How ozone works
By Dr. med. Gerd Wasser
The chemical reaction between ozone and organic double bonds has been known about since 1904. Its structure was postulated in the 1920s and in the 1950s it was finally confirmed through chemical analysis. First, primary ozonides are formed which are highly explosive in anhydrous environments. These then spontaneously decay into secondary, stable ozonides (Lit. 1, 2).
For ozone treatment, this means a reaction that takes place in microseconds with cell membranes which contain unsaturated fatty acids as part of their membrane lipids. In the hydrophilic environment of the lipid double layer, this therefore creates a hydrophilic island which, due to the repulsive forces in the aqueous environment, is forced out of the membrane and primarily into the cell’s cytoplasm, but also into the interstitium. This process is similar to that of lysophosphatide formation, which causes membrane lysis or irreversible changes to erythrocytes such as echinocytogenesis. At the low doses required for ozone to have an effect, these processes are not relevant (Lit. 3,10).
In chemical terms, ozonides belong to the peroxides, which have a special protective system against oxidative damage to individual cell compartments known as the glutathione peroxidase reductase system. This selenium-containing enzyme system (of which there is also a selenium-free version) regenerates the used glutathione which acted as a the H ion donor and clustered together to form GSSG. As a result of the lysis of GSSG by the glutathione reductase, hydrogen is once again required. The provider in this case is NADPH, which is produced as NADP* from this reaction. DANPPH is then regenerated via the pentose shunt and glycolysis.
Glycolysis, however, produces ATP, which starts the actual mechanism of effectiveness for ozone treatment. The drainage of full ATP stores in erythrocytes as a substitution for starved tissue is described (Lit. 4). In this case, the erythrocyte’s enzyme pattern is neither modified nor damaged thanks to an adequate dose of ozone (Lit. 3).
Through the formation of ATP, ozone therefore has a strain-relieving effect on the respiratory chain, does not require the use of oxygen, but instead reduces oxygen requirements by between 20 and 25% (Lit. 4, 5, 6, 7). In this case, the usual treatment methods should not be used to address a tumour or virus-infected cell within the body, since the ozonides develop with the first membrane contact and then trigger the intracellular chemical reactions.
At local level, the situation is different. Bacteria are killed due to the oxidisation of the respiratory chain (which is positioned on the external-facing side of the cell membrane). It contains enzymes such as fumarate reductase and succinate dehydrogenase for the quinone formation in oxidation and reduction. These respiratory enzymes cross the cytoplasmic bacterial membrane (Lit. 11). 2Fe-2S ferodoxin and 7Fe-8S ferodoxin also act as electron acceptors, e.g. for NADPH.Cytochrome C, part of the III complex in the respiratory chain, is also positioned on the side facing the cytoplasma. It contains haem iron, the oxidisation of which interrupts the flow of protons and therefore the ATP synthesis taking place in complex V. This structure, which is essential for survival, is also extremely sensitive. Its oxidation leads to the immediate collapse of the metabolic process, since only inadequate quantities of ATP can be produced through glycolysis.Bacteria are therefore unable, unlike tumour cells, to compensate for the lack of ATP through the increased metabolism of glucose via glycolysis in a glucose-rich medium. This means that the oxidative damage to the respiratory chain is the trigger of cell death. The oxidative change to membrane lipids, enzymes and other macromolecules plays only a secondary role. This also explains why spores are relatively resistant to the effects of ozone. Spores do not immediately die due to severely – to the point that it becomes unquantifiable – reduced metabolism. It remains to be verified, however, just how much germination is inhibited or stopped following oxidation.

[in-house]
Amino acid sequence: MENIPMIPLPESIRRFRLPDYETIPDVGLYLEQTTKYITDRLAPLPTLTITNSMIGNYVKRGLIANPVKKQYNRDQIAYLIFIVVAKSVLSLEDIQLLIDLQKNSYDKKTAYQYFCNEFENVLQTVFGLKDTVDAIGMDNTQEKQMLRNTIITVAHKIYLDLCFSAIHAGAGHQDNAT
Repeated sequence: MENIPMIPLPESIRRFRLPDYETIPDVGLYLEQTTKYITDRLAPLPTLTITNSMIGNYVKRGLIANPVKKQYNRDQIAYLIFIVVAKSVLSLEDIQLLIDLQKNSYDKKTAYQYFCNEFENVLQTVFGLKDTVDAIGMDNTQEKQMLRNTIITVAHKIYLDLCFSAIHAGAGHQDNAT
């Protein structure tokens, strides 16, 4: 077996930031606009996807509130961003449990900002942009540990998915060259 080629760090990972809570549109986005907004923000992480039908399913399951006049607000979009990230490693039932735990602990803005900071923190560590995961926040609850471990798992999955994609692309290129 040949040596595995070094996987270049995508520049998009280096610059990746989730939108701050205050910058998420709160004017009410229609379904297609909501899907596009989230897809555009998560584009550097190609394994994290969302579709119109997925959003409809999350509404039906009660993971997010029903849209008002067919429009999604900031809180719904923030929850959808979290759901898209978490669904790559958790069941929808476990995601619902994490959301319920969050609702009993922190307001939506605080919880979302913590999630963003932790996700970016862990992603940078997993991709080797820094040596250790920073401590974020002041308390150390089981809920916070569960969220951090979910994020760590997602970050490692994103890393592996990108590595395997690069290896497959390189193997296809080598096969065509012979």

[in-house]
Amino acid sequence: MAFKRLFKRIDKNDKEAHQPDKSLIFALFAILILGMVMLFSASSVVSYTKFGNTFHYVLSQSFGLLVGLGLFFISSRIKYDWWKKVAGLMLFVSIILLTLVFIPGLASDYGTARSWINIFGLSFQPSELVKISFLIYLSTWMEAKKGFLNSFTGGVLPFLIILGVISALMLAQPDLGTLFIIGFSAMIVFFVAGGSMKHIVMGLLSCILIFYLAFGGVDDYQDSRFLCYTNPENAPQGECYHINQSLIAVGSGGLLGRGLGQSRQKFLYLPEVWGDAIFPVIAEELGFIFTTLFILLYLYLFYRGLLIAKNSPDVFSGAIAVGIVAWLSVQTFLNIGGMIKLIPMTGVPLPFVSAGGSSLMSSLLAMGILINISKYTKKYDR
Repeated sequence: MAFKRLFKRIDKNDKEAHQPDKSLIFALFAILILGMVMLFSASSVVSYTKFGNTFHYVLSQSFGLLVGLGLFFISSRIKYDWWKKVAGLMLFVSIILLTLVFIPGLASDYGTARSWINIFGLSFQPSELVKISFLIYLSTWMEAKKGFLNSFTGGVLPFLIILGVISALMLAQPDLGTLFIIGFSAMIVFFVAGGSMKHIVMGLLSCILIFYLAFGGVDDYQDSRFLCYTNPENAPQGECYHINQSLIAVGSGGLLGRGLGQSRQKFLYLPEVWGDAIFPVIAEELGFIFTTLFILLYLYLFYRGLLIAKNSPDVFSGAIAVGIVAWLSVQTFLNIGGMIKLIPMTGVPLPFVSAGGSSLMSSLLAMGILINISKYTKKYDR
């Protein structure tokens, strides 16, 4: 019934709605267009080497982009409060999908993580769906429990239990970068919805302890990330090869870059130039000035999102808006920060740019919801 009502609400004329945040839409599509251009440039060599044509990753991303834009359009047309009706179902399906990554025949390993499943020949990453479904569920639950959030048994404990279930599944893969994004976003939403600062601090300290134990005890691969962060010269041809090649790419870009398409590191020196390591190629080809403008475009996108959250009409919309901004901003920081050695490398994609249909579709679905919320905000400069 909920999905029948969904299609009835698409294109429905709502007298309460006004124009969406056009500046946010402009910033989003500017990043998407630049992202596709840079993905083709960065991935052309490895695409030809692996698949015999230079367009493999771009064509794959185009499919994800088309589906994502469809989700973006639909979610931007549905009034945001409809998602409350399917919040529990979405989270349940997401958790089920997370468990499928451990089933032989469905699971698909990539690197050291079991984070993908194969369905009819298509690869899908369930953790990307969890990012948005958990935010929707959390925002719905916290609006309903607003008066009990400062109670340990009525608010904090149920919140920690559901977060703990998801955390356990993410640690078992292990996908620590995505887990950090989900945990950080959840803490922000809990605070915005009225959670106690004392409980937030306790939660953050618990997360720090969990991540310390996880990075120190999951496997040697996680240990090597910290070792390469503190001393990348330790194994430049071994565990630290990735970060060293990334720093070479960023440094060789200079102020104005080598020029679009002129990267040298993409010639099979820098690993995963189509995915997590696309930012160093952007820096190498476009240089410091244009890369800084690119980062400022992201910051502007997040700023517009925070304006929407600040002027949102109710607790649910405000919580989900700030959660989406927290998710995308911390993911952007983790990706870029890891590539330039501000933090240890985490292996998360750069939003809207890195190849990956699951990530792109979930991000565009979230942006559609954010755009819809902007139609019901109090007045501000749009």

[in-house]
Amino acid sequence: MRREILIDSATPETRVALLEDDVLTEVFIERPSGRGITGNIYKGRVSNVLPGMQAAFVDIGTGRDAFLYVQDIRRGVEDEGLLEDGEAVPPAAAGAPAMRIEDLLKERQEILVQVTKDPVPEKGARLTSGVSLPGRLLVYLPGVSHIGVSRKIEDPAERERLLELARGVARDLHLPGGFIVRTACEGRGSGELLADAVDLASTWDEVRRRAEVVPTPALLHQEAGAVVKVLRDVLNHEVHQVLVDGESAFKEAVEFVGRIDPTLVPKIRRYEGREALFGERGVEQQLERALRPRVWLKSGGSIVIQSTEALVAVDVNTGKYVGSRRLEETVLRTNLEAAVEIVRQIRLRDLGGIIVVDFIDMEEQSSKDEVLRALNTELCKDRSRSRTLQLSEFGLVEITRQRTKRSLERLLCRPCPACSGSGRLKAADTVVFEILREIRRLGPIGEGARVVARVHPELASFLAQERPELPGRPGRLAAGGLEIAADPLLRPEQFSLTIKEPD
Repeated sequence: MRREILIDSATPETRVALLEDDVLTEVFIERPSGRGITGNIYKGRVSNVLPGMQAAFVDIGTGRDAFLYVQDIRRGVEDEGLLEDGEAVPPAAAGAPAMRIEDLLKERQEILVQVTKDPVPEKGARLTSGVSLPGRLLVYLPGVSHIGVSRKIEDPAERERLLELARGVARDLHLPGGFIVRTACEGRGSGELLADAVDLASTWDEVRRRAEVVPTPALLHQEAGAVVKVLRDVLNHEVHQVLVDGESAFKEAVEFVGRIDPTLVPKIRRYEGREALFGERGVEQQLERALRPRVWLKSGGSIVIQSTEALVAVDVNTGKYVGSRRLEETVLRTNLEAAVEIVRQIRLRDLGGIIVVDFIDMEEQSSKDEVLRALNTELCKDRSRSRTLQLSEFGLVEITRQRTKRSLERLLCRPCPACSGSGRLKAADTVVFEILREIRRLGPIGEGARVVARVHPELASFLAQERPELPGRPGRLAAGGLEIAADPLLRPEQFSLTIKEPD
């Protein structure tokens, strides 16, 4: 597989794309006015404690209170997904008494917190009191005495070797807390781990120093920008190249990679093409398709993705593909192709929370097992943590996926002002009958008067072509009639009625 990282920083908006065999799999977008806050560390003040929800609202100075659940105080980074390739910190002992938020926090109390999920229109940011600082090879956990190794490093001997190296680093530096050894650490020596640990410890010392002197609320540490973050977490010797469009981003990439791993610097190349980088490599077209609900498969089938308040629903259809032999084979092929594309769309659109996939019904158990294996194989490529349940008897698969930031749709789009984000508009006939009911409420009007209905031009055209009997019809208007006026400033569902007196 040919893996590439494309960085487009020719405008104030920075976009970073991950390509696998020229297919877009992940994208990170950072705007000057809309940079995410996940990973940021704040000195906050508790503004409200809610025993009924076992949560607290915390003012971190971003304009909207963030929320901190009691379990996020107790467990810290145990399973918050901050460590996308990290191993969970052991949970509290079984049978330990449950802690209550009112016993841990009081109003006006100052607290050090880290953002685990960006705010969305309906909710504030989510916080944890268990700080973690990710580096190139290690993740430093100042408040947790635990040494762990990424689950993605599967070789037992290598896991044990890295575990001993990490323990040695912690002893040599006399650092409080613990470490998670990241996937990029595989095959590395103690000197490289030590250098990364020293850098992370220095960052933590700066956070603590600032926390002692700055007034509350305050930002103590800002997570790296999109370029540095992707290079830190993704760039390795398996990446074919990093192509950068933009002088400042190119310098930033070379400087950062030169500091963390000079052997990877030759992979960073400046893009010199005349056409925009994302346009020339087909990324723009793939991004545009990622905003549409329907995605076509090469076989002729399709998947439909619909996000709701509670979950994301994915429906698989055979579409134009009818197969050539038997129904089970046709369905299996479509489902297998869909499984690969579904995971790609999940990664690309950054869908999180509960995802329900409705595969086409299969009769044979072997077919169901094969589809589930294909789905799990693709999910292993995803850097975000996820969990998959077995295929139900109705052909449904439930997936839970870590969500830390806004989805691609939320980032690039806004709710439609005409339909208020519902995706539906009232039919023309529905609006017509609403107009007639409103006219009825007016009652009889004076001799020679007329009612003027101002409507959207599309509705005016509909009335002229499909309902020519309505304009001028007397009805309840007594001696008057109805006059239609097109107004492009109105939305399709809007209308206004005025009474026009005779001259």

Mitochondria in the tissues, as supporters of the respiratory chain, are not damaged, however, since their reactions also take place in the outer cell membrane. Accelerated wound healing with simultaneous disinfection of the wound area therefore only appears to be a paradoxical process.
When carcinomas on the surface of the body or in the operation site are flushed with ozone, the ozone can kill the tumour cells, but only if they develop a GST (glutathione transferase) deficit. Multi-drug-resistant cells exhibit high levels of enzyme activity and therefore strong detoxification capacities vis-à-vis ROS (Reactive Oxygen Species) (Lit. 8).
These cells therefore benefit from the effect of ozone by reacting just like other cells with ATP production.
Routine irrigation of an operation site following tumour resection with ozone water is therefore not recommended. Hydrogen peroxide rinsing following tumour resection destroys the tumour cells, particularly in the presence of iron-containing enzymes, through the formation of hydroxyl radicals. However the surface of healthy tissue is also attacked. This process provides considerable protection against vaccine metastases (Lit. 9). Irrigation with ozone water is only justifiable after this treatment and will stimulate the regeneration of healthy tissue.